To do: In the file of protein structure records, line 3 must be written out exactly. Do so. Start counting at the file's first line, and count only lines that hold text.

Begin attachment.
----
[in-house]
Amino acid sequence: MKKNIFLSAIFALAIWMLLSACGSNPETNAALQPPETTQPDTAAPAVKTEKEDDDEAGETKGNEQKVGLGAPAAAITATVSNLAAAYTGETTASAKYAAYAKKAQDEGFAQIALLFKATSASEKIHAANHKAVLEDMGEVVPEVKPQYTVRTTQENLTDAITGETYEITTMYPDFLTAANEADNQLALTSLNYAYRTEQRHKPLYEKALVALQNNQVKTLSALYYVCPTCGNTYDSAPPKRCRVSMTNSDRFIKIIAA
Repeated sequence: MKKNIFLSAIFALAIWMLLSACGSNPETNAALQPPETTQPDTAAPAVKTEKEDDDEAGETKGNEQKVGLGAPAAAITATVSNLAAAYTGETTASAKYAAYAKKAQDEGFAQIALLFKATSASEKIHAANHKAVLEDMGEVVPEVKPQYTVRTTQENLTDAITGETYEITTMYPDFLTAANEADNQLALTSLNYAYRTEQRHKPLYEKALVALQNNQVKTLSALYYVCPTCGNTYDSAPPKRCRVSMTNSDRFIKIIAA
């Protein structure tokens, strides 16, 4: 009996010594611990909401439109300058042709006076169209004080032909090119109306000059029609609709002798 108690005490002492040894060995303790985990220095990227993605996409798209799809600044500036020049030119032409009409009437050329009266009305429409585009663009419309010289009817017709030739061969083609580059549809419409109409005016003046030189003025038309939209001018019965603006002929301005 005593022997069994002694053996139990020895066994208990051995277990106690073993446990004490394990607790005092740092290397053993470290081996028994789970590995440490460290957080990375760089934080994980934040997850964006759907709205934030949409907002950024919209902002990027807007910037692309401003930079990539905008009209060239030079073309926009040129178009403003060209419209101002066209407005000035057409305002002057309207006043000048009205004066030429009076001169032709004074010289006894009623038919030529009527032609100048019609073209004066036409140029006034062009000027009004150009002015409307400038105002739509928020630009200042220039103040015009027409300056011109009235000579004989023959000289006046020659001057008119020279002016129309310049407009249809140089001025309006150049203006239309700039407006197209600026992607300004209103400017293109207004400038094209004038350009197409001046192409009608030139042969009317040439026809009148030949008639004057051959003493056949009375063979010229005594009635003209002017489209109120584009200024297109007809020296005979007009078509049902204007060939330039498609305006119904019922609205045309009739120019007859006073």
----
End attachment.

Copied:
Repeated sequence: MKKNIFLSAIFALAIWMLLSACGSNPETNAALQPPETTQPDTAAPAVKTEKEDDDEAGETKGNEQKVGLGAPAAAITATVSNLAAAYTGETTASAKYAAYAKKAQDEGFAQIALLFKATSASEKIHAANHKAVLEDMGEVVPEVKPQYTVRTTQENLTDAITGETYEITTMYPDFLTAANEADNQLALTSLNYAYRTEQRHKPLYEKALVALQNNQVKTLSALYYVCPTCGNTYDSAPPKRCRVSMTNSDRFIKIIAA